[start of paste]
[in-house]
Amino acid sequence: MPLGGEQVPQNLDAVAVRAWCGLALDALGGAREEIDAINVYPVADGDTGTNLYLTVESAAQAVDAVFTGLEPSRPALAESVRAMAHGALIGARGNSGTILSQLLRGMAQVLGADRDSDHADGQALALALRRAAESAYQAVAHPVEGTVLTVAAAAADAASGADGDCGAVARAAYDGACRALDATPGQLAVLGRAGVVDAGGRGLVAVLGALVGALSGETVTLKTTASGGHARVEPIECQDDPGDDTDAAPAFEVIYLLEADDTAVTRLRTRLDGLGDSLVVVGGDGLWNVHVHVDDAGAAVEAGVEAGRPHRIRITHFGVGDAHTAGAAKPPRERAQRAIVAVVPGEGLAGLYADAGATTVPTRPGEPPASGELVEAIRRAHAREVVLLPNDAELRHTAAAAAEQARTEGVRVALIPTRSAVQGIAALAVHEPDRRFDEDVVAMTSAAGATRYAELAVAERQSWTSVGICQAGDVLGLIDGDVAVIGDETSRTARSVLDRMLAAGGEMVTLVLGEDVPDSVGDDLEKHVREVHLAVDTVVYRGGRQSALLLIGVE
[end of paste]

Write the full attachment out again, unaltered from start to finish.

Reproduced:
[in-house]
Amino acid sequence: MPLGGEQVPQNLDAVAVRAWCGLALDALGGAREEIDAINVYPVADGDTGTNLYLTVESAAQAVDAVFTGLEPSRPALAESVRAMAHGALIGARGNSGTILSQLLRGMAQVLGADRDSDHADGQALALALRRAAESAYQAVAHPVEGTVLTVAAAAADAASGADGDCGAVARAAYDGACRALDATPGQLAVLGRAGVVDAGGRGLVAVLGALVGALSGETVTLKTTASGGHARVEPIECQDDPGDDTDAAPAFEVIYLLEADDTAVTRLRTRLDGLGDSLVVVGGDGLWNVHVHVDDAGAAVEAGVEAGRPHRIRITHFGVGDAHTAGAAKPPRERAQRAIVAVVPGEGLAGLYADAGATTVPTRPGEPPASGELVEAIRRAHAREVVLLPNDAELRHTAAAAAEQARTEGVRVALIPTRSAVQGIAALAVHEPDRRFDEDVVAMTSAAGATRYAELAVAERQSWTSVGICQAGDVLGLIDGDVAVIGDETSRTARSVLDRMLAAGGEMVTLVLGEDVPDSVGDDLEKHVREVHLAVDTVVYRGGRQSALLLIGVE